How to travel on less than $300 a month

Many people still believe that to be able to travel for a long time you need to be rich. There’s nothing more wrong than that! How much do people living a “normal” life usually spend per month? $1000? $2000? $3000? With just a fraction of that, it’s possible to travel non stop.

If you don’t believe me, I’m the evidence that it is possible, and if you follow my tips you’ll be able to travel on a budget of less than $300 per month. If you’re strict enough with yourself, you can do it on even less: last autumn, when I went to see the Northern Lights in Norway, I spent a total of $170 in one month — and that’s in the most expensive country in the world!

Reduce your daily expenses before you leave home

The good thing is that it’s possible to work on this point even before you start travelling. The bad thing is that if you are one of those people that love to drink three beers every night, to smoke two packs of cigarettes per day and to have breakfast in a bar, then you have a long way to go! But don’t worry — if your top priority is to explore the world, then you’ll be able to reach your goal. Travelling on a budget means being frugal, there is no way around it: if your monthly expenses for cigarettes are $200 you can’t expect to stay below $300 per month. So the first point to remember is frugality.

Farmers market in Romania.

Farmers market in Romania.


Travel slow

This is a general tip, and it’s independent from your travel style: the slower you go, the cheaper it is. Transportation costs are reduced, and you get to know your destinations better. This means you can learn about where to eat, where to buy cheap products, and how to live like a local.

Use hospitality networks

There are plenty of free accommodation options nowadays, from house sitting to work exchange and camping. But the most useful idea for a wanderer is to use one of the many hospitality networks available online. Couchsurfing.org is the most well known, though it recently disappointed its users by becoming a for-profit (instead of non-profit) organisation. A valuable alternative, even if not as popular yet, is BeWelcome.org.

Don’t pay for transport

In this case the possibilities are more restricted; the major options being hitchhiking, cycling and walking. And the extra bonus of these travel styles is that they are also eco-friendly!

Although many people are wary of hitchhiking, I’ve hitched rides for over 34,000 km (21,000 miles) and have never had a single problem. Sometimes it can be hard and frustrating, when you are waiting for a long time with your thumb out, for example, but most of the time it’s rewarding and memorable, and you’ll have experiences that you will never forget.

Hitchhiking over the Arctic Circle.

Hitchhiking over the Arctic Circle.

I personally find cycling even better than hitchhiking, since it gives you complete freedom and independence to choose when to go and where to go. And if you think that by walking you can’t get very far, then you should start reading the travel blogs of people that have made it from one continent to another!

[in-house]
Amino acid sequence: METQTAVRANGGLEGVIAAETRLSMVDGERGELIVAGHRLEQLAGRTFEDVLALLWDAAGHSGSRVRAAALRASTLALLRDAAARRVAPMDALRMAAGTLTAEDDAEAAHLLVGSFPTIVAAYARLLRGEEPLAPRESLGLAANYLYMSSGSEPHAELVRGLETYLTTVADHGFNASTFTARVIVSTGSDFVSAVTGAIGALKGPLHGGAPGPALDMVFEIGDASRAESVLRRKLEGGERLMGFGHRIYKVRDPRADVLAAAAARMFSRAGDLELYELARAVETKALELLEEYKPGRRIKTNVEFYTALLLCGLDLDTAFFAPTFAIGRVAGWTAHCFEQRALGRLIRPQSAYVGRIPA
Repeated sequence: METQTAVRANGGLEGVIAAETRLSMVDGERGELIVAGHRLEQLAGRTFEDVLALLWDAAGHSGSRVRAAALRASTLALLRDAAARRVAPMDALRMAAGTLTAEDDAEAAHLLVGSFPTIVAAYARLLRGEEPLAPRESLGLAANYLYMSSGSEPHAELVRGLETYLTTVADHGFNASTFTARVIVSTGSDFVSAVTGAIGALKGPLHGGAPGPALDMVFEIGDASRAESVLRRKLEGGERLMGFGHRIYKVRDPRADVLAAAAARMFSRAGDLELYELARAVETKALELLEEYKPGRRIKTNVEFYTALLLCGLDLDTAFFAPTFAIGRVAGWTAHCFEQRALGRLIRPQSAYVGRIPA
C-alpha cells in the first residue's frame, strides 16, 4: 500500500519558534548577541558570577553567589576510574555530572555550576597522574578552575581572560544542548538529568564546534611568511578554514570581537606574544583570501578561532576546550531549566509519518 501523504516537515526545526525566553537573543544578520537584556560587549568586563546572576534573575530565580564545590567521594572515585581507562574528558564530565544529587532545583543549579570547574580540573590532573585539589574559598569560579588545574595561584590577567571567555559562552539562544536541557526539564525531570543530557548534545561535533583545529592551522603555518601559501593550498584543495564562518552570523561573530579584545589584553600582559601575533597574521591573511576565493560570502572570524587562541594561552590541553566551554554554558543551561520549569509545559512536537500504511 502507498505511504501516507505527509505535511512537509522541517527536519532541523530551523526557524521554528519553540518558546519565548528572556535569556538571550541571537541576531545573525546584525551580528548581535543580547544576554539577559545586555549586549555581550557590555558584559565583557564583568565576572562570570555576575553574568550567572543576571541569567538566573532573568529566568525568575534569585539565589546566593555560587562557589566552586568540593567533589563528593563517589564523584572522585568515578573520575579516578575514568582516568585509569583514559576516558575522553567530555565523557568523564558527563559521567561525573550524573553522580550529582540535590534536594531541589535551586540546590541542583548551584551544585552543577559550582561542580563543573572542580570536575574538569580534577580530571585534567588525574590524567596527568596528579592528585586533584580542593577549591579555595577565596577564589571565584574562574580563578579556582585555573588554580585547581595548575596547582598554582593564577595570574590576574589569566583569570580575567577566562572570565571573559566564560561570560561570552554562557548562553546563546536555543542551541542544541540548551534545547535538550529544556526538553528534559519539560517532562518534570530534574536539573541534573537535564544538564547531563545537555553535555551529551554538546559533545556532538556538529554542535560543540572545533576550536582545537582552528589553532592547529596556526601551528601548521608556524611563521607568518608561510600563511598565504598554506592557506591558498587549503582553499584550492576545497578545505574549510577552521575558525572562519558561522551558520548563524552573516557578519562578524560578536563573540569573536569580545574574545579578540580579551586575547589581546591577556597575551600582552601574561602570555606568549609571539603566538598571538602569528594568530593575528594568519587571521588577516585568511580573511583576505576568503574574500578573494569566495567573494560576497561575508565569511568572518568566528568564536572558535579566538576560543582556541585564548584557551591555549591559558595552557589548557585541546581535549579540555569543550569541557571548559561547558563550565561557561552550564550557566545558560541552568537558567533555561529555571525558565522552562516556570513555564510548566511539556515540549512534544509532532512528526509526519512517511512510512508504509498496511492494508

Eat cheap…or recycle food!

In my personal experience food is still the major expense. I always try to avoid restaurants and fast food, unless I’m in an affordable country or I want to make an exception, to taste the traditional cuisine. At dinner it’s easy to cook at home if you are hosted by locals, and at lunch you can prepare sandwiches buying food from a farmers’ market or supermarket (better if it’s organic), where you can shop also for breakfast.

If you are an eco activist and not too picky, then dumpster diving (also known as food recycling) might be your way. It’s less gross than it sounds — just be careful to only take clean, packed food thrown out in front of supermarkets — and it gives you the chance to travel almost for free. Clearly it might not be the best alternative in poorer countries where santiation is an issue.

Camping on the banks of the Danube.

Camping on the banks of the Danube.

Save on visas and travel insurance

Unfortunately if you are travelling outside of your country, visas are going to be a fixed expense and the price is not negotiable. But also in this case the golden rule still applies: the longer you stay the cheaper it is. A visa for one month is usually more expensive (on a daily basis) than a visa for three months, and so on.

If you are looking for the best travel insurance available, you could be spending as much as $600 per month. But if you are on a budget, there are plenty of solutions that won’t break the bank, starting as low as $20 per month. Many of these have most of the benefits of a more-expensive insurance option; but as always, be sure to read the small print to check what you’re covered for.

Choose your entertainment carefully

This is a really personal category: I’m not really into night life, I don’t drink and I don’t smoke, so it’s quite easy for me to save money on entertainment. I prefer to invest my little savings in sightseeing, monuments and the like. How you spend your money will depend on what you like to do.

To save money on attractions, look for combined passes and free opening times. Of course, if you have a student card this will also save you money on attractions.

If I have no money at all?

Some intrepid travellers are taking up the challenge to travel without money. This means a whole new experience, not only using all the techniques I described before, but also requiring a lot of adaptation and trust in people. It’s not for everyone, though, so think carefully before you jump in — you might be better off looking into how to make money for your trips.

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